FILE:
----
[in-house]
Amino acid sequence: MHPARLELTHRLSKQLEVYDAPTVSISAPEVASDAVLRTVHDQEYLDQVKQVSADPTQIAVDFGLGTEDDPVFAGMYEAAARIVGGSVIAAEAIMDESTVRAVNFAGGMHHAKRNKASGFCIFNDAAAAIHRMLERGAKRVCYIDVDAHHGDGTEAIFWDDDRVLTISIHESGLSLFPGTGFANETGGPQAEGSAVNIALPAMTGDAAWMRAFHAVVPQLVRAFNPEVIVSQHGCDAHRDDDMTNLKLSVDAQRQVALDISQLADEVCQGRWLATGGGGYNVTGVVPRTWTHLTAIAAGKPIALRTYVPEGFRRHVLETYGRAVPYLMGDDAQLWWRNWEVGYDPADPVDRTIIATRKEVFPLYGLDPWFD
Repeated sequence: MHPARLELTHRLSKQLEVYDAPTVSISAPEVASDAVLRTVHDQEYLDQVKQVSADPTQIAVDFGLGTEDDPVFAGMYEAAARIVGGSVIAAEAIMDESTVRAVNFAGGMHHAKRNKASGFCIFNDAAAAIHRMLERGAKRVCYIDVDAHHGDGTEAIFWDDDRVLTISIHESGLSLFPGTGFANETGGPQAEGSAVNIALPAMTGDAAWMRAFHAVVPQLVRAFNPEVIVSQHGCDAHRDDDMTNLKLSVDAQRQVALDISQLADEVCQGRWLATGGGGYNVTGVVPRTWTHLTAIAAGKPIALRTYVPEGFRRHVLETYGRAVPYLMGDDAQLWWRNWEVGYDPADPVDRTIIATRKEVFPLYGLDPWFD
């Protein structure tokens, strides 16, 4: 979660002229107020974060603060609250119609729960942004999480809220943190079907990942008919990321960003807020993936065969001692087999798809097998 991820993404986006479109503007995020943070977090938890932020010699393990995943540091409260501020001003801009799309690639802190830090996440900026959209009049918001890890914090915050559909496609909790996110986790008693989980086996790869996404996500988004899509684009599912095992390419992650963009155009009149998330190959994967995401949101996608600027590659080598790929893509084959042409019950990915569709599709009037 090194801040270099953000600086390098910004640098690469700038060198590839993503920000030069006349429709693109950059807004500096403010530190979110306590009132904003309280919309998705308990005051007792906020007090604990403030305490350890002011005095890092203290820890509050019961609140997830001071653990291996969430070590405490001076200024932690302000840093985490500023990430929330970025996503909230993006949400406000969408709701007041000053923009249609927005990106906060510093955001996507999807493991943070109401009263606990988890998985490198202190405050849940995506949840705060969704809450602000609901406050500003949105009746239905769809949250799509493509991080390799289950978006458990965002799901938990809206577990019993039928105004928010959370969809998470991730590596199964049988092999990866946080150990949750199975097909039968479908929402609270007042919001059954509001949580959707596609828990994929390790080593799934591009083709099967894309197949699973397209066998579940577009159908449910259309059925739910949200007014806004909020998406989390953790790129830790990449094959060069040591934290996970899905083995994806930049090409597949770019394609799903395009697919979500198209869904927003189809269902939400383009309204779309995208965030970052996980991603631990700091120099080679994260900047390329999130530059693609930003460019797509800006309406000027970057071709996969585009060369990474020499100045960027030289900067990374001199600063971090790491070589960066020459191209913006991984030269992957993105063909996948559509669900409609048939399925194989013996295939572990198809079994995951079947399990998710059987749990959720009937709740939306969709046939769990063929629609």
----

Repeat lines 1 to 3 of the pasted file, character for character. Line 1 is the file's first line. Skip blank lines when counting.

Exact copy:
[in-house]
Amino acid sequence: MHPARLELTHRLSKQLEVYDAPTVSISAPEVASDAVLRTVHDQEYLDQVKQVSADPTQIAVDFGLGTEDDPVFAGMYEAAARIVGGSVIAAEAIMDESTVRAVNFAGGMHHAKRNKASGFCIFNDAAAAIHRMLERGAKRVCYIDVDAHHGDGTEAIFWDDDRVLTISIHESGLSLFPGTGFANETGGPQAEGSAVNIALPAMTGDAAWMRAFHAVVPQLVRAFNPEVIVSQHGCDAHRDDDMTNLKLSVDAQRQVALDISQLADEVCQGRWLATGGGGYNVTGVVPRTWTHLTAIAAGKPIALRTYVPEGFRRHVLETYGRAVPYLMGDDAQLWWRNWEVGYDPADPVDRTIIATRKEVFPLYGLDPWFD
Repeated sequence: MHPARLELTHRLSKQLEVYDAPTVSISAPEVASDAVLRTVHDQEYLDQVKQVSADPTQIAVDFGLGTEDDPVFAGMYEAAARIVGGSVIAAEAIMDESTVRAVNFAGGMHHAKRNKASGFCIFNDAAAAIHRMLERGAKRVCYIDVDAHHGDGTEAIFWDDDRVLTISIHESGLSLFPGTGFANETGGPQAEGSAVNIALPAMTGDAAWMRAFHAVVPQLVRAFNPEVIVSQHGCDAHRDDDMTNLKLSVDAQRQVALDISQLADEVCQGRWLATGGGGYNVTGVVPRTWTHLTAIAAGKPIALRTYVPEGFRRHVLETYGRAVPYLMGDDAQLWWRNWEVGYDPADPVDRTIIATRKEVFPLYGLDPWFD